Credit must certainly be given to the director for providing us with a slick and well performed showcase of monologues. It was evident that the actors were in their director’s capable hands from start to finish. The set was simple but served well in providing three distinct areas for each of the characters to inhabit their world. The lighting was particularly effective with the use of a variety of window shape gobos, each perfectly suited to the character and location of the speeches.
Next up from Lighted Fools is Arthur Miller’s The Price, performing at The Mill Studio, Yvonne Arnaud Theatre, Guildford from Thursday 18th to Saturday 20th April 2013.

“Talking Heads” by Alan Bennett is a series of six monologues that are now widely regarded as modern classics; when originally broadcast on television in 1988 it sealed, for a wider public, Bennett’s reputation as a master of observation. It was then considered groundbreaking but twenty-five years on, less so.
‘Lighted Fools’ a Guildford area theatre company – and one that has garnered local awards, regional recognition and national acknowledgement in festival competitions - offered three monologues from the original TV series at the Riverhouse Barn Arts Centre, Walton.
I was intrigued why director Richard Parish (who has a reputation for more challenging work) would select ‘a cosy’ option but his reasoning became self-evident as I was reminded in performance that Bennett’s monologues are both heart wrenching and darkly subversive. Here were three ‘conversations’ lightly offered that revealed - tissue layer by tissue layer - fragmented, disintegrating lives, that ranged from the sadly poignant through to the deeply tragic.
Caroline Dooley, in ‘Bed Among the Lentils’ captured the frustrations of Susan, a vicar’s wife from whom we deduce her marriage to be unfulfilled; steadily we understand the stifling routine of her life and realise her dependency on ‘Communion wine’ by the imperceptible tremble of her hands and subtly disjointed speech. That she found release in the arms of Mr Ramish, her local corner shop proprietor, seemed an inevitable progression.
Karen Brooks played Lesley in ‘Her Big Chance’ – a bittersweet tale of optimism over circumstance; we learn that Lesley has had an diffident acting career; we slowly conclude her latest role is in a soft-porn film being made for “the German and maybe the Turkish markets” but Lesley struggles for the motivation she considers pivotal for removing her bikini. After tedious discussion with Gunter, her German director, she goes naked for the camera as an obscure gesture of defiance to men!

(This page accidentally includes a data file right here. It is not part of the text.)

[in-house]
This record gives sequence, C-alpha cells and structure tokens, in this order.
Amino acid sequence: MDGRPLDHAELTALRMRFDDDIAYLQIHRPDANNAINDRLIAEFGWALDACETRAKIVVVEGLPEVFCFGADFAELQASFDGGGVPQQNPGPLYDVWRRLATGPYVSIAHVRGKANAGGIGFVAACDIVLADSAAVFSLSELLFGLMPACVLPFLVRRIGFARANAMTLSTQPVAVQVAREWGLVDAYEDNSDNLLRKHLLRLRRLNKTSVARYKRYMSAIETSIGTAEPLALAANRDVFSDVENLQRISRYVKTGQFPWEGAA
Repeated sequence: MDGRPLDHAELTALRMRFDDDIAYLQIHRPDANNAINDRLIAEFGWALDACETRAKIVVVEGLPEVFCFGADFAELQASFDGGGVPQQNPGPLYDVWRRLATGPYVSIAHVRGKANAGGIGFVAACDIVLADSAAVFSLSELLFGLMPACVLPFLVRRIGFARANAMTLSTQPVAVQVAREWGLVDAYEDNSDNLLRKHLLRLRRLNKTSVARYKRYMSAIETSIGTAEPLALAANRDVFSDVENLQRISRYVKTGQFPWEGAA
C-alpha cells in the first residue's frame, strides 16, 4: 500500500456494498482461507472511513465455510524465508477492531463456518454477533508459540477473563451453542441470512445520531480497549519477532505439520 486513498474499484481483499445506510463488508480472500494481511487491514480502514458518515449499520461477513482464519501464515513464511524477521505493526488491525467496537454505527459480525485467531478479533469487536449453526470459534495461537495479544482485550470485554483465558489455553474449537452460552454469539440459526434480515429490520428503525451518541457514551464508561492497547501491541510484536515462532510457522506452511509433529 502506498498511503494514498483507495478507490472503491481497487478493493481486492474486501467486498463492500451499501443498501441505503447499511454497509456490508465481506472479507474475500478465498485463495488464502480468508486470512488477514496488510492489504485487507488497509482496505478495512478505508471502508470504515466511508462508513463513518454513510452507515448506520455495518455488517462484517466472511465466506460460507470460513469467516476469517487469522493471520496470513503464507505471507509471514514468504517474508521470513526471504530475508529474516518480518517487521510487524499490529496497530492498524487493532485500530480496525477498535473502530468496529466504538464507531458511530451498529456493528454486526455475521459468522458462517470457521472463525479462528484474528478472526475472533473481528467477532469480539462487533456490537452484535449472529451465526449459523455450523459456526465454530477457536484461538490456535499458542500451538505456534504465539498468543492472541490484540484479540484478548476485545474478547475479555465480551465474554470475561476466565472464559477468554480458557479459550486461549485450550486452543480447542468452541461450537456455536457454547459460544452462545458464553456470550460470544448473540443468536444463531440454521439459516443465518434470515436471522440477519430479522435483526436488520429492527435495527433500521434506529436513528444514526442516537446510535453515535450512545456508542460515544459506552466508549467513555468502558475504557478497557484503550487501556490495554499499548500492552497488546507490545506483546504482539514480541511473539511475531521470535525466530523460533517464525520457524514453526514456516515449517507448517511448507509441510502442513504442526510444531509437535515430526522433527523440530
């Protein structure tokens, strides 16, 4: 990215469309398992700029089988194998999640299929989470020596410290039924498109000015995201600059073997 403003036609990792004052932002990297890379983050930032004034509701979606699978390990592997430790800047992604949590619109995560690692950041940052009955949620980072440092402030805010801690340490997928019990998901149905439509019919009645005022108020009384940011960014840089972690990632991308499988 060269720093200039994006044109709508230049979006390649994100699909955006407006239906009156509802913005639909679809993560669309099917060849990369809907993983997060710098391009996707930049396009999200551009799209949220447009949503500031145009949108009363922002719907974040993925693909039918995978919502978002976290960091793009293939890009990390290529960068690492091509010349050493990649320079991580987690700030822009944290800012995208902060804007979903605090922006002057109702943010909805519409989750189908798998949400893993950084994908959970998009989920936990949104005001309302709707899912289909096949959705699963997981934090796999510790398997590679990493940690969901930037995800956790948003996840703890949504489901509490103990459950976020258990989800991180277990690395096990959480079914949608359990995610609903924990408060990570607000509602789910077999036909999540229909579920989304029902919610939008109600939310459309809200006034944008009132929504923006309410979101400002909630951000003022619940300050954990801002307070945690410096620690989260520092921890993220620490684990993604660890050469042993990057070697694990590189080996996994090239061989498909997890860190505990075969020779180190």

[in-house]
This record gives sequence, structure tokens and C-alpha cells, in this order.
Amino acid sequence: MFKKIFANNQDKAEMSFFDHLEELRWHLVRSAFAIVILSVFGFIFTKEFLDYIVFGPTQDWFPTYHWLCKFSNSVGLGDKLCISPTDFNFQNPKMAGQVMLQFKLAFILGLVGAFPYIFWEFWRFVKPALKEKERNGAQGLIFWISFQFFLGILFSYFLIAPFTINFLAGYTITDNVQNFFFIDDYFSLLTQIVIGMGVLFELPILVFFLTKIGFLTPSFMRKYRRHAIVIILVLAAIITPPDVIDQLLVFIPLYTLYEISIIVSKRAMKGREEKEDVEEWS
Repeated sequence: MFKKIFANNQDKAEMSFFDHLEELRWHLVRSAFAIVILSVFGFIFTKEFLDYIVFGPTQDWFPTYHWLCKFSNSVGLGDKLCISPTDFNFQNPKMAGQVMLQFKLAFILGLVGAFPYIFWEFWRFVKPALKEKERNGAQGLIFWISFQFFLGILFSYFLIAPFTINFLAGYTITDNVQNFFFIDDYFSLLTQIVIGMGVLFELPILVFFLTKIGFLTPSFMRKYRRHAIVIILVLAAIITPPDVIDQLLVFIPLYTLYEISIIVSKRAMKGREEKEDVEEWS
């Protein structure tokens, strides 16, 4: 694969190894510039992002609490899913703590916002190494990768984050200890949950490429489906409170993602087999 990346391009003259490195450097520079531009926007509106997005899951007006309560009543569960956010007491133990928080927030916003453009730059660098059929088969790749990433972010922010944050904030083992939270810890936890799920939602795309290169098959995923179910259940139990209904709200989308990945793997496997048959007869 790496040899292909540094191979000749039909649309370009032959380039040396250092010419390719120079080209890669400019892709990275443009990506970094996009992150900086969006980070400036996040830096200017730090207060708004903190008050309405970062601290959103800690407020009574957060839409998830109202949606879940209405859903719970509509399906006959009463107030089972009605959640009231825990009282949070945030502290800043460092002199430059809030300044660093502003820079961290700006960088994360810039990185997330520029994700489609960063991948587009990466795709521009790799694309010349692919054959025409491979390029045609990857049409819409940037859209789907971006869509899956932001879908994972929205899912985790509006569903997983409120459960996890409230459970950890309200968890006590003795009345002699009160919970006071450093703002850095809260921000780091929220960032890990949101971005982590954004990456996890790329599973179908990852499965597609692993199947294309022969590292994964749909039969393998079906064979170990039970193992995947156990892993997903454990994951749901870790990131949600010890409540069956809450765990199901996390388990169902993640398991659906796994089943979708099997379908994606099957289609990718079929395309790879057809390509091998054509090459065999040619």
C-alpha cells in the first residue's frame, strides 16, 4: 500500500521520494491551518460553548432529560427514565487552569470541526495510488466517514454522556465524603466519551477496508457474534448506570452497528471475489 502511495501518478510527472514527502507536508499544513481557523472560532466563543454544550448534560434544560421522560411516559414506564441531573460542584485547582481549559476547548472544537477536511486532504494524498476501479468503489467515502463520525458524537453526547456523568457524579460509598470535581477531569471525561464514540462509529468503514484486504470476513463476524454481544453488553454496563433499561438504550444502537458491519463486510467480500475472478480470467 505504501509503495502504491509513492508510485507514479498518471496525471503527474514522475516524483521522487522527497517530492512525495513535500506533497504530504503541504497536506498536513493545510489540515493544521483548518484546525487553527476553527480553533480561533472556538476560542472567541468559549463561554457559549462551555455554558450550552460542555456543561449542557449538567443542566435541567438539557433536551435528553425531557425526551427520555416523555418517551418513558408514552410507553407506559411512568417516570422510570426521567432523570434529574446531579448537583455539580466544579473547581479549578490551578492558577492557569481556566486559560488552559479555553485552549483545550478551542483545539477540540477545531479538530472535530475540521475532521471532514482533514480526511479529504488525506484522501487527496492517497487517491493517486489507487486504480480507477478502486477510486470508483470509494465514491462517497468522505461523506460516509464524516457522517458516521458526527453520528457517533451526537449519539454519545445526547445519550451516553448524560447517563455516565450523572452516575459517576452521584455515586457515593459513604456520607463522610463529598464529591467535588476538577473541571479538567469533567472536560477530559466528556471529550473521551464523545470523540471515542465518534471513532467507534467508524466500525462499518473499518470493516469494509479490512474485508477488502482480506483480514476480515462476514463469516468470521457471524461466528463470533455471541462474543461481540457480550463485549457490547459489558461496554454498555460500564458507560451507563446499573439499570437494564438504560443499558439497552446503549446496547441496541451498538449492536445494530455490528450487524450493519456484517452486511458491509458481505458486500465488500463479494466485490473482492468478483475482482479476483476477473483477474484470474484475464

Bennett’s sensitivity to language is very apparent in this piece; it has both rhythm and poignancy. Parish and Brooks pointed up a comedic aspect when mimicking Lesley’s on-set colleagues; the upside result introduced something fresh but the downside was a dent in Lesley’s alleged naivety and diffidence. It remained a confident and assured interpretation but for me the mimicry fractured too many moments
“Soldiering On” is perhaps the less showy play of the three – we meet Muriel a former volunteer for ‘meals-on-wheels’ but now requiring their support. Muriel, however, has a capacity to endure, forgive and soldier-on.
It is a finely tuned piece, full of subtlety and shadows of reflection; it needs a mature interpretation. With Karen Sahlsberg it got just that; her cadences of voice, economy of gesture, the occasional soulful gaze into the auditorium – each contributed to a character suppressing emotional pain. Sahlsberg wasn’t shy of pausing and allowed orchestrated moments to hang – quiet moments for us to share Muriel’s loneliness. It was an excellent piece of work.
With direct competition from the Olympics, the audiences at the Riverhouse Barn were at full capacity. That has to be good going.


Just a quick note to say how much we enjoyed the show last night. All three performances were exemplary and after each one I heard others saying, ‘Isn't she good?’ which we wholeheartedly agreed with.

Another ‘Goody’!

Loved the Vicar's wife who was so understated and had lovely touches.

I thoroughly enjoyed the evening

Just wanted to say how much I enjoyed the ‘Talking Heads’ presentations on Thursday.

Thank you for giving us so much pleasure

Loved the material and loved the performances.

I so take my hat off to all three of the performers for taking on such a project and executing it so very, very well. I really enjoyed the evening. Was glad to see you get so much support too.

Well done to all the performers for last night's performance. It was really good and I would highly recommend it to anybody who hasn't already got a ticket.

The whole evening was very entertaining. As we all know, Alan Bennett writes beautifully but the real enjoyment is all in the delivery which you did perfectly.

Thought the music was terrific – guessed it was David Perkins before we even read the programme!